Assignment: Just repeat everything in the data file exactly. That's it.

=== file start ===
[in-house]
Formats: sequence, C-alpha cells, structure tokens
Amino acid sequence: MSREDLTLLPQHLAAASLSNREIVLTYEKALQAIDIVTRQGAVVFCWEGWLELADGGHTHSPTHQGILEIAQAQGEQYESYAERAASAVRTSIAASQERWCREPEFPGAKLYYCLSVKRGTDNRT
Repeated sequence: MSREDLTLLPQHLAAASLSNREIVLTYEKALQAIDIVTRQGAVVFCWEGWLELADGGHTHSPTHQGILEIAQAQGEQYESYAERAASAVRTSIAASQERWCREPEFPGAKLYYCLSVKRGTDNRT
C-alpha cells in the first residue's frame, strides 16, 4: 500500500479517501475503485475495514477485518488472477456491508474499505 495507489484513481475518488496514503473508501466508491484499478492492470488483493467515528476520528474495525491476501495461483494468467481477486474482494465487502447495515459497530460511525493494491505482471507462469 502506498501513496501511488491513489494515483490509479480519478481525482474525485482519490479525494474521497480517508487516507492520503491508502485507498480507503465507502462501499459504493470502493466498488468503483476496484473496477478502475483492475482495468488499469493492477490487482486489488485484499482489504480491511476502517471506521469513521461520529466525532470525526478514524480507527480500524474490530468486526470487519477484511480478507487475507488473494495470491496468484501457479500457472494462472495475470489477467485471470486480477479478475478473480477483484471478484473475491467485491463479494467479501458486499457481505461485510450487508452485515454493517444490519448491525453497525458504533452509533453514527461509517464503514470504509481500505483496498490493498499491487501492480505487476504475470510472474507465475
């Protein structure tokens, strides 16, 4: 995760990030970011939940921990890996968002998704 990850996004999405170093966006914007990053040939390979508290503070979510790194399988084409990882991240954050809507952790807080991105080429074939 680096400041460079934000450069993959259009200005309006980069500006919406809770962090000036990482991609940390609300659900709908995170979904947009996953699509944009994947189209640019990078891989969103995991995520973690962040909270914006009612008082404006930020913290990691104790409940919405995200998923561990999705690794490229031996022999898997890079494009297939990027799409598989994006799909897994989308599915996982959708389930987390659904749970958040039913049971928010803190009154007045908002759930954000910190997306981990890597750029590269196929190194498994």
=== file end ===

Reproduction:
[in-house]
Formats: sequence, C-alpha cells, structure tokens
Amino acid sequence: MSREDLTLLPQHLAAASLSNREIVLTYEKALQAIDIVTRQGAVVFCWEGWLELADGGHTHSPTHQGILEIAQAQGEQYESYAERAASAVRTSIAASQERWCREPEFPGAKLYYCLSVKRGTDNRT
Repeated sequence: MSREDLTLLPQHLAAASLSNREIVLTYEKALQAIDIVTRQGAVVFCWEGWLELADGGHTHSPTHQGILEIAQAQGEQYESYAERAASAVRTSIAASQERWCREPEFPGAKLYYCLSVKRGTDNRT
C-alpha cells in the first residue's frame, strides 16, 4: 500500500479517501475503485475495514477485518488472477456491508474499505 495507489484513481475518488496514503473508501466508491484499478492492470488483493467515528476520528474495525491476501495461483494468467481477486474482494465487502447495515459497530460511525493494491505482471507462469 502506498501513496501511488491513489494515483490509479480519478481525482474525485482519490479525494474521497480517508487516507492520503491508502485507498480507503465507502462501499459504493470502493466498488468503483476496484473496477478502475483492475482495468488499469493492477490487482486489488485484499482489504480491511476502517471506521469513521461520529466525532470525526478514524480507527480500524474490530468486526470487519477484511480478507487475507488473494495470491496468484501457479500457472494462472495475470489477467485471470486480477479478475478473480477483484471478484473475491467485491463479494467479501458486499457481505461485510450487508452485515454493517444490519448491525453497525458504533452509533453514527461509517464503514470504509481500505483496498490493498499491487501492480505487476504475470510472474507465475
């Protein structure tokens, strides 16, 4: 995760990030970011939940921990890996968002998704 990850996004999405170093966006914007990053040939390979508290503070979510790194399988084409990882991240954050809507952790807080991105080429074939 680096400041460079934000450069993959259009200005309006980069500006919406809770962090000036990482991609940390609300659900709908995170979904947009996953699509944009994947189209640019990078891989969103995991995520973690962040909270914006009612008082404006930020913290990691104790409940919405995200998923561990999705690794490229031996022999898997890079494009297939990027799409598989994006799909897994989308599915996982959708389930987390659904749970958040039913049971928010803190009154007045908002759930954000910190997306981990890597750029590269196929190194498994």